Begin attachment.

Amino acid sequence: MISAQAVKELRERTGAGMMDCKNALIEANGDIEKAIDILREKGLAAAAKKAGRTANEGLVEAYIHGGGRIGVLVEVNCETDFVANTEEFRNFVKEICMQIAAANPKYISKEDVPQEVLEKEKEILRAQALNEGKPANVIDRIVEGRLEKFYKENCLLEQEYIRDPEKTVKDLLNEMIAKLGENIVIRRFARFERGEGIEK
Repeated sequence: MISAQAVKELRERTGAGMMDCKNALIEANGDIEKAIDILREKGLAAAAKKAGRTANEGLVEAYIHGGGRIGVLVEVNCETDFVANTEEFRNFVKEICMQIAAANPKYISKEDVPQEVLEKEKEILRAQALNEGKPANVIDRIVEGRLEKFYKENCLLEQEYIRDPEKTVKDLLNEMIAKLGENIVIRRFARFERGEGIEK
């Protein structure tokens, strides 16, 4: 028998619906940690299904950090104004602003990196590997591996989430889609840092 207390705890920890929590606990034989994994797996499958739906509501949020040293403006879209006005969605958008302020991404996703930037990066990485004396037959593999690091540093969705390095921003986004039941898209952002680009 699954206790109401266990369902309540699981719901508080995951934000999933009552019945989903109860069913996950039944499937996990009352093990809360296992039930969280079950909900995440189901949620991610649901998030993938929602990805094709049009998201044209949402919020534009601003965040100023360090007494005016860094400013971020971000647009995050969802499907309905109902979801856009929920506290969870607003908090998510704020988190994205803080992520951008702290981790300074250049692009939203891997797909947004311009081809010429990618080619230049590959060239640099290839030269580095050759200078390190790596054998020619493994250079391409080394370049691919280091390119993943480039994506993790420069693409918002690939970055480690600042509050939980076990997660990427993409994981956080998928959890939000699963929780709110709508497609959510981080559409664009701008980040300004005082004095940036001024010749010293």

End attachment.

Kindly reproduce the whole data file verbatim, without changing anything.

Amino acid sequence: MISAQAVKELRERTGAGMMDCKNALIEANGDIEKAIDILREKGLAAAAKKAGRTANEGLVEAYIHGGGRIGVLVEVNCETDFVANTEEFRNFVKEICMQIAAANPKYISKEDVPQEVLEKEKEILRAQALNEGKPANVIDRIVEGRLEKFYKENCLLEQEYIRDPEKTVKDLLNEMIAKLGENIVIRRFARFERGEGIEK
Repeated sequence: MISAQAVKELRERTGAGMMDCKNALIEANGDIEKAIDILREKGLAAAAKKAGRTANEGLVEAYIHGGGRIGVLVEVNCETDFVANTEEFRNFVKEICMQIAAANPKYISKEDVPQEVLEKEKEILRAQALNEGKPANVIDRIVEGRLEKFYKENCLLEQEYIRDPEKTVKDLLNEMIAKLGENIVIRRFARFERGEGIEK
């Protein structure tokens, strides 16, 4: 028998619906940690299904950090104004602003990196590997591996989430889609840092 207390705890920890929590606990034989994994797996499958739906509501949020040293403006879209006005969605958008302020991404996703930037990066990485004396037959593999690091540093969705390095921003986004039941898209952002680009 699954206790109401266990369902309540699981719901508080995951934000999933009552019945989903109860069913996950039944499937996990009352093990809360296992039930969280079950909900995440189901949620991610649901998030993938929602990805094709049009998201044209949402919020534009601003965040100023360090007494005016860094400013971020971000647009995050969802499907309905109902979801856009929920506290969870607003908090998510704020988190994205803080992520951008702290981790300074250049692009939203891997797909947004311009081809010429990618080619230049590959060239640099290839030269580095050759200078390190790596054998020619493994250079391409080394370049691919280091390119993943480039994506993790420069693409918002690939970055480690600042509050939980076990997660990427993409994981956080998928959890939000699963929780709110709508497609959510981080559409664009701008980040300004005082004095940036001024010749010293």